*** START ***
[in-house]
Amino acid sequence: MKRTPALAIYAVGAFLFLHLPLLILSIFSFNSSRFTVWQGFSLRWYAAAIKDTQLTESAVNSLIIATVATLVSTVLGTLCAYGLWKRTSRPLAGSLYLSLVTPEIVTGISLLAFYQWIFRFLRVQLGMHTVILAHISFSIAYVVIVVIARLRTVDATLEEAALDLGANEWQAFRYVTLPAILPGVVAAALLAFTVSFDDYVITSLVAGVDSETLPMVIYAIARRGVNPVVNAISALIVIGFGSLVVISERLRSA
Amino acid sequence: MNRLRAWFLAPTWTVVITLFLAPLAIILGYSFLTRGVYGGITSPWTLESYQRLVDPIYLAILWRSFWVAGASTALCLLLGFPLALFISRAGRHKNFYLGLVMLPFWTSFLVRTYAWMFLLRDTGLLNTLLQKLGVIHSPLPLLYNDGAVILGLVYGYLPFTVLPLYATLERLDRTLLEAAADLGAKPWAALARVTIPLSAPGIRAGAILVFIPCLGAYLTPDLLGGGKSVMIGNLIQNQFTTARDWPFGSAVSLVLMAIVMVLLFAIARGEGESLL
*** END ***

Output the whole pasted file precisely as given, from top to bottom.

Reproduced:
[in-house]
Amino acid sequence: MKRTPALAIYAVGAFLFLHLPLLILSIFSFNSSRFTVWQGFSLRWYAAAIKDTQLTESAVNSLIIATVATLVSTVLGTLCAYGLWKRTSRPLAGSLYLSLVTPEIVTGISLLAFYQWIFRFLRVQLGMHTVILAHISFSIAYVVIVVIARLRTVDATLEEAALDLGANEWQAFRYVTLPAILPGVVAAALLAFTVSFDDYVITSLVAGVDSETLPMVIYAIARRGVNPVVNAISALIVIGFGSLVVISERLRSA
Amino acid sequence: MNRLRAWFLAPTWTVVITLFLAPLAIILGYSFLTRGVYGGITSPWTLESYQRLVDPIYLAILWRSFWVAGASTALCLLLGFPLALFISRAGRHKNFYLGLVMLPFWTSFLVRTYAWMFLLRDTGLLNTLLQKLGVIHSPLPLLYNDGAVILGLVYGYLPFTVLPLYATLERLDRTLLEAAADLGAKPWAALARVTIPLSAPGIRAGAILVFIPCLGAYLTPDLLGGGKSVMIGNLIQNQFTTARDWPFGSAVSLVLMAIVMVLLFAIARGEGESLL